Meanwhile, over in Great Britain, the British mathematician Alan Turing wrote a paper in 1936 entitled On Computable Numbers in which he described a hypothetical device, a Turing machine, that presaged programmable computers. The Turing machine was designed to perform logical operations and could read, write, or erase symbols written on squares of an infinite paper tape. This kind of machine came to be known as a finite state machine because at each step in a computation, the machine's next action was matched against a finite instruction list of possible states.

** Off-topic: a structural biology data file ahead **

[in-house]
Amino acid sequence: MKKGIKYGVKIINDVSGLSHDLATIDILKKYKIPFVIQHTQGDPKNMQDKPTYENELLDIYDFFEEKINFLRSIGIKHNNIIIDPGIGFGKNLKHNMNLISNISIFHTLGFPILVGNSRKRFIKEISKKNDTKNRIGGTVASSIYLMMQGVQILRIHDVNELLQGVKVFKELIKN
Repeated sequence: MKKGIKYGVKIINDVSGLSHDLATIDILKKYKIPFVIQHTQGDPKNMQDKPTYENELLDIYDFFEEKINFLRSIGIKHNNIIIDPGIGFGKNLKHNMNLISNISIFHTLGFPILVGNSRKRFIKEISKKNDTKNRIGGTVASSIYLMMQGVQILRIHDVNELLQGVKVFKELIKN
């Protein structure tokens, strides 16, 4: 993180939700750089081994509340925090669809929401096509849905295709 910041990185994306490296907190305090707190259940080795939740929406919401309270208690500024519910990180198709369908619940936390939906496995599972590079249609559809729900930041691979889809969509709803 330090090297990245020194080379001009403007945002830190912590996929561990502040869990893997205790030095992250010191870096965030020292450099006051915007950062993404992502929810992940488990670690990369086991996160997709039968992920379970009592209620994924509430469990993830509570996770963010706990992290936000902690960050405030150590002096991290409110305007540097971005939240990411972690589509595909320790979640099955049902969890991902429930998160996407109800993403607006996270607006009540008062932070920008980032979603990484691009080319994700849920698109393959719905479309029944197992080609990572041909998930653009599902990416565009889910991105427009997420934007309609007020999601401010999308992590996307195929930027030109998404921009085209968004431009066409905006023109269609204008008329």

The Turing machine pictured here above the paper tape, reads in the symbols from the tape one at a time. What we would like the machine to do is to give us an output of 1 anytime it has read at least 3 ones in a row off of the tape. When there are not at least three ones, then it should output a 0. The reading and outputting can go on infinitely. The diagram with the labelled states is known a state diagram and provides a visual path of the possible states that the machine can enter, dependent upon the input. The red arrowed lines indicate an input of 0 from the tape to the machine. The blue arrowed lines indicate an input of 1. Output from the machine is labelled in neon green.
Computers: From the Past to the Present
Alan Turing: Last modified July 30, 2006
©1994-2006 by Michelle A. Hoyle